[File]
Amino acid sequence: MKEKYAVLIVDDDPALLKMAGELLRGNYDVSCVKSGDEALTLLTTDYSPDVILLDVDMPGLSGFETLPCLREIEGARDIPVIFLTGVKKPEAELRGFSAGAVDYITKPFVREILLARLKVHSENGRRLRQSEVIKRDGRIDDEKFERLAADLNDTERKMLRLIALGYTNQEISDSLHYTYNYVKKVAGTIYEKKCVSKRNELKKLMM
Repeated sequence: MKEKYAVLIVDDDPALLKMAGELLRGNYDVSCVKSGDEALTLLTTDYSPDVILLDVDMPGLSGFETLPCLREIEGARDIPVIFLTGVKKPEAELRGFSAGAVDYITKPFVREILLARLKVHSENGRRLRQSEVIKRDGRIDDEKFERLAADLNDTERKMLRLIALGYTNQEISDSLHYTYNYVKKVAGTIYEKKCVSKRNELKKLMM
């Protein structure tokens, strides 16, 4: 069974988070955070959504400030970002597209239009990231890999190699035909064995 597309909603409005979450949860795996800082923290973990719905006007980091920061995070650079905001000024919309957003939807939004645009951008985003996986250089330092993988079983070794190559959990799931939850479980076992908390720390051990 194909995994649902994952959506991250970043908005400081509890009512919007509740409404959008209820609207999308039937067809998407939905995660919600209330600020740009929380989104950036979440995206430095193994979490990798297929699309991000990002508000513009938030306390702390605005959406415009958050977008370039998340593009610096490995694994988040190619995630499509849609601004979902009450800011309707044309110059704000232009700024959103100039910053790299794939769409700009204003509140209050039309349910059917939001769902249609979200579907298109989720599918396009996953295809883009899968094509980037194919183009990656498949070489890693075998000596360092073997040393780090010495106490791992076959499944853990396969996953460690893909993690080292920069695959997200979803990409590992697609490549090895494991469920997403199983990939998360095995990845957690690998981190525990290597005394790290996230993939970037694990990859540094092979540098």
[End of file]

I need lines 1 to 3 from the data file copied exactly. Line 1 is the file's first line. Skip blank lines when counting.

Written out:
Amino acid sequence: MKEKYAVLIVDDDPALLKMAGELLRGNYDVSCVKSGDEALTLLTTDYSPDVILLDVDMPGLSGFETLPCLREIEGARDIPVIFLTGVKKPEAELRGFSAGAVDYITKPFVREILLARLKVHSENGRRLRQSEVIKRDGRIDDEKFERLAADLNDTERKMLRLIALGYTNQEISDSLHYTYNYVKKVAGTIYEKKCVSKRNELKKLMM
Repeated sequence: MKEKYAVLIVDDDPALLKMAGELLRGNYDVSCVKSGDEALTLLTTDYSPDVILLDVDMPGLSGFETLPCLREIEGARDIPVIFLTGVKKPEAELRGFSAGAVDYITKPFVREILLARLKVHSENGRRLRQSEVIKRDGRIDDEKFERLAADLNDTERKMLRLIALGYTNQEISDSLHYTYNYVKKVAGTIYEKKCVSKRNELKKLMM
């Protein structure tokens, strides 16, 4: 069974988070955070959504400030970002597209239009990231890999190699035909064995 597309909603409005979450949860795996800082923290973990719905006007980091920061995070650079905001000024919309957003939807939004645009951008985003996986250089330092993988079983070794190559959990799931939850479980076992908390720390051990 194909995994649902994952959506991250970043908005400081509890009512919007509740409404959008209820609207999308039937067809998407939905995660919600209330600020740009929380989104950036979440995206430095193994979490990798297929699309991000990002508000513009938030306390702390605005959406415009958050977008370039998340593009610096490995694994988040190619995630499509849609601004979902009450800011309707044309110059704000232009700024959103100039910053790299794939769409700009204003509140209050039309349910059917939001769902249609979200579907298109989720599918396009996953295809883009899968094509980037194919183009990656498949070489890693075998000596360092073997040393780090010495106490791992076959499944853990396969996953460690893909993690080292920069695959997200979803990409590992697609490549090895494991469920997403199983990939998360095995990845957690690998981190525990290597005394790290996230993939970037694990990859540094092979540098």